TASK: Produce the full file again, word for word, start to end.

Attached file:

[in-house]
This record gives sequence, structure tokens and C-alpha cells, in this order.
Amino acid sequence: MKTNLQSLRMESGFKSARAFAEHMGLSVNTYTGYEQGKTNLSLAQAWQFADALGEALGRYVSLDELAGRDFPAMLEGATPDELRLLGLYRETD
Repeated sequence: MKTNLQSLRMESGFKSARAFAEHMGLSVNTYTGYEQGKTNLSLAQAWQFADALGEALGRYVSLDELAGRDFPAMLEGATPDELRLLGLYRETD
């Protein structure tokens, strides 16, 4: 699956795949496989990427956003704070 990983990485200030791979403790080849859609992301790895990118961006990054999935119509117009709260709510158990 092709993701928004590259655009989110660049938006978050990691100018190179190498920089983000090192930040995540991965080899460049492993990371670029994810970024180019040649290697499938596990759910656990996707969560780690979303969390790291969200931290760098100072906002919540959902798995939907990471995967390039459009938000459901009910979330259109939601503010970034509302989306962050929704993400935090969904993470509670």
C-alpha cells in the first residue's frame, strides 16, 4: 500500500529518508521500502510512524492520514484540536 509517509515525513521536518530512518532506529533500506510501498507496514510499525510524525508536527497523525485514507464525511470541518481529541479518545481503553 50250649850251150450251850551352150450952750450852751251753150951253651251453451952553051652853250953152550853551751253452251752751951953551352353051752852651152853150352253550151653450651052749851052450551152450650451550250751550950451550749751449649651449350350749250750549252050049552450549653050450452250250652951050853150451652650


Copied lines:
[in-house]
This record gives sequence, structure tokens and C-alpha cells, in this order.
Amino acid sequence: MKTNLQSLRMESGFKSARAFAEHMGLSVNTYTGYEQGKTNLSLAQAWQFADALGEALGRYVSLDELAGRDFPAMLEGATPDELRLLGLYRETD
Repeated sequence: MKTNLQSLRMESGFKSARAFAEHMGLSVNTYTGYEQGKTNLSLAQAWQFADALGEALGRYVSLDELAGRDFPAMLEGATPDELRLLGLYRETD
């Protein structure tokens, strides 16, 4: 699956795949496989990427956003704070 990983990485200030791979403790080849859609992301790895990118961006990054999935119509117009709260709510158990 092709993701928004590259655009989110660049938006978050990691100018190179190498920089983000090192930040995540991965080899460049492993990371670029994810970024180019040649290697499938596990759910656990996707969560780690979303969390790291969200931290760098100072906002919540959902798995939907990471995967390039459009938000459901009910979330259109939601503010970034509302989306962050929704993400935090969904993470509670």
C-alpha cells in the first residue's frame, strides 16, 4: 500500500529518508521500502510512524492520514484540536 509517509515525513521536518530512518532506529533500506510501498507496514510499525510524525508536527497523525485514507464525511470541518481529541479518545481503553 50250649850251150450251850551352150450952750450852751251753150951253651251453451952553051652853250953152550853551751253452251752751951953551352353051752852651152853150352253550151653450651052749851052450551152450650451550250751550950451550749751449649651449350350749250750549252050049552450549653050450452250250652951050853150451652650